Ag teachers can be Jacks (or Janes) of all trades. It is not that they necessarily know everything -- it's just that ag education spans such a wide range of topics. An ag teacher might begin his day showing students how to tack two pieces of metal together to build a gate, eat his lunch while helping the floriculture team understand the importance of a focal point in an arrangement, and end the day deworming goats in his animal science class.
Jason Chester, one of the three agriculture teachers at West Rowan High School in Mt. Ulla, North Carolina, uses a network of community support to ensure his students get first-hand knowledge and experience in agriculture. He has even developed a county-wide professional learning community of agricultural leaders and professors that meets quarterly to discuss the current trends in their expertise.
Chester's primary goal is that his students are well-prepared to enter the agriculture industry or postsecondary education.
"Working with local businesses and organizations also allows me to enhance my agriculture program through guest speakers. By allowing them in my classroom, my students gain valuable knowledge that they can use to make informed career decisions," he said.
These partnerships have opened many opportunities for his students.
Many of his students have SAE's in the community thanks to local farm businesses and veterinarians who see the value of West Rowan's agriculture program. These partnerships have even opened the doors for his agricultural mechanics students to help the community of Mt. Ulla with a variety of repair projects.
"I use agriculture as the vehicle to train students to solve real-world problems and prepare them for life after high school," Chester said.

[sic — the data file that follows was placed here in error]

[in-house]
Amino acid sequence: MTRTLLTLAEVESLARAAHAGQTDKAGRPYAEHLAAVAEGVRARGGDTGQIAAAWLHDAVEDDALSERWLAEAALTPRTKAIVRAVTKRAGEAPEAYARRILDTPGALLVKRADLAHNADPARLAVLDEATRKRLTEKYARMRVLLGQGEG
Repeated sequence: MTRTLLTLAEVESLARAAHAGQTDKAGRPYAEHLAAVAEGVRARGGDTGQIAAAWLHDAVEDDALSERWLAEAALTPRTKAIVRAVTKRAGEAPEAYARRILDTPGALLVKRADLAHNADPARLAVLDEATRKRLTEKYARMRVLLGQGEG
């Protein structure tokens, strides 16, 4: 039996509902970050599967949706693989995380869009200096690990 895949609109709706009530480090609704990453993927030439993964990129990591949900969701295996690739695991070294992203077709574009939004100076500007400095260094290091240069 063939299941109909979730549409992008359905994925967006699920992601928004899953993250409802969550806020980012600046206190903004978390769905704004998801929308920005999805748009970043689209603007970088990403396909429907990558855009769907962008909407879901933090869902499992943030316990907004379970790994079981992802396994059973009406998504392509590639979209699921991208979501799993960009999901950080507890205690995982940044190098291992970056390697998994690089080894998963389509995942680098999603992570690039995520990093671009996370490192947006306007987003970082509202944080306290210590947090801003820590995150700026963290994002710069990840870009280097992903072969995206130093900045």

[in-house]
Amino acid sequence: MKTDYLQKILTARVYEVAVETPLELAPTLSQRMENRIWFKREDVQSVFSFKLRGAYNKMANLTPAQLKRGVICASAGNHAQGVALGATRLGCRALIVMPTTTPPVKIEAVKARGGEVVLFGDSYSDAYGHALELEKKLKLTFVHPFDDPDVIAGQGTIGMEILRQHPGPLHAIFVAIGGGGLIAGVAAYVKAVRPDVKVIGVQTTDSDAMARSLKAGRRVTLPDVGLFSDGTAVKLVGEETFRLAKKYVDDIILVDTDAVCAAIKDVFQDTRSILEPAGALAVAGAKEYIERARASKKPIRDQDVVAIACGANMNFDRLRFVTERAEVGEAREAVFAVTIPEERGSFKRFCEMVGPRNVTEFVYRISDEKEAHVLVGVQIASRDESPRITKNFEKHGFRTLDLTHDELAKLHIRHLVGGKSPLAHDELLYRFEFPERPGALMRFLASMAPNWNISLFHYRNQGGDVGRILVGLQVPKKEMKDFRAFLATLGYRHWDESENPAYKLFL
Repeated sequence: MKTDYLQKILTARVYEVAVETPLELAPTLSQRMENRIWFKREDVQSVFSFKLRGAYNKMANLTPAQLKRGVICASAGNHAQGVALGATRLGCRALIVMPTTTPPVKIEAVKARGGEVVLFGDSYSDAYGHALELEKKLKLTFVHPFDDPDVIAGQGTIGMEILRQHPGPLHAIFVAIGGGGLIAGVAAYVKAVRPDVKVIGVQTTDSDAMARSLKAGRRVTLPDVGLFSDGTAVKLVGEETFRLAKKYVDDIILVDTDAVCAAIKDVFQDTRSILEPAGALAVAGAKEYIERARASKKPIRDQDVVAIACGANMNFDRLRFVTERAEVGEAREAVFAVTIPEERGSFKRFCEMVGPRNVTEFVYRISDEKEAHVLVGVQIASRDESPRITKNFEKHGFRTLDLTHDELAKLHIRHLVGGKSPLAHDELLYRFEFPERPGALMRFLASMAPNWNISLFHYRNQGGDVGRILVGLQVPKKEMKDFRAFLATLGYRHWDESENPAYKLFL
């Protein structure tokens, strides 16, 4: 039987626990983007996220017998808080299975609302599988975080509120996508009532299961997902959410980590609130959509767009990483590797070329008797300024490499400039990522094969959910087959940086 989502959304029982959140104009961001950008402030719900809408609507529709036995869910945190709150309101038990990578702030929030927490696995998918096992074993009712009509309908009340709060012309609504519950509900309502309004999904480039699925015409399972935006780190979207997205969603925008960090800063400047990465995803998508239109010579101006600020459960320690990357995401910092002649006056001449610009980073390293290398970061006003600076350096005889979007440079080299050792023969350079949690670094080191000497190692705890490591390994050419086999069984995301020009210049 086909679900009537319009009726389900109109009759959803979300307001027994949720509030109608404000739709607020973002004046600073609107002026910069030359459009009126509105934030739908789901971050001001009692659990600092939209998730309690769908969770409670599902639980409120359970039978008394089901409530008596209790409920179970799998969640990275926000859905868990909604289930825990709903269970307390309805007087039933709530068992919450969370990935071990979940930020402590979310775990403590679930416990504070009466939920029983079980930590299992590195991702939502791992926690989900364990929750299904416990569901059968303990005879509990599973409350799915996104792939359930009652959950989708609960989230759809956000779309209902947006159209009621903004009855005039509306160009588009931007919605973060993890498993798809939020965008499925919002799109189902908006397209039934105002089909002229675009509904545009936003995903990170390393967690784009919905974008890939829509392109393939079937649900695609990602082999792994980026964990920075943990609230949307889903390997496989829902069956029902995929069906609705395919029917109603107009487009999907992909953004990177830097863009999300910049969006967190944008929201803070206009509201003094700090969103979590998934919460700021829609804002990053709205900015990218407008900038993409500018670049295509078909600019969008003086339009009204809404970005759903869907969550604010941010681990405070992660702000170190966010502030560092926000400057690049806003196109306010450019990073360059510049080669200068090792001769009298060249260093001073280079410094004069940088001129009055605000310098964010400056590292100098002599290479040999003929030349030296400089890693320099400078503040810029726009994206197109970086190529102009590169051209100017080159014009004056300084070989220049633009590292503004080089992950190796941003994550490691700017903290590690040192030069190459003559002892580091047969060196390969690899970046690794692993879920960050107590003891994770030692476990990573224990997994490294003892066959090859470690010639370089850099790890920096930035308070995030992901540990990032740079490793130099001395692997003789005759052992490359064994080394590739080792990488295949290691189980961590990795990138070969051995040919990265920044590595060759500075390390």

Teachers like Chester are the reason communities come together to support the local agriculture program. They see the value of agricultural education through the various projects students complete beyond the classroom. Working with your community is one of the greatest ways to advocate for your program. You are not only providing your students with "hands-on" learning experiences, but you are developing lasting relationships that will help your students be successful in their future careers. That's one of the big reasons no one ever forgets their agriculture teacher.
Jason Chester was selected as the 2015 NAAE Region V Outstanding Agricultural Education Teacher. For more information about this award and to see a full listing of all the award recipients, click here. The Outstanding Agricultural Education Teacher Award is sponsored by Caterpillar, Inc. and Tractor Supply Company as a special project of the National FFA Foundation.
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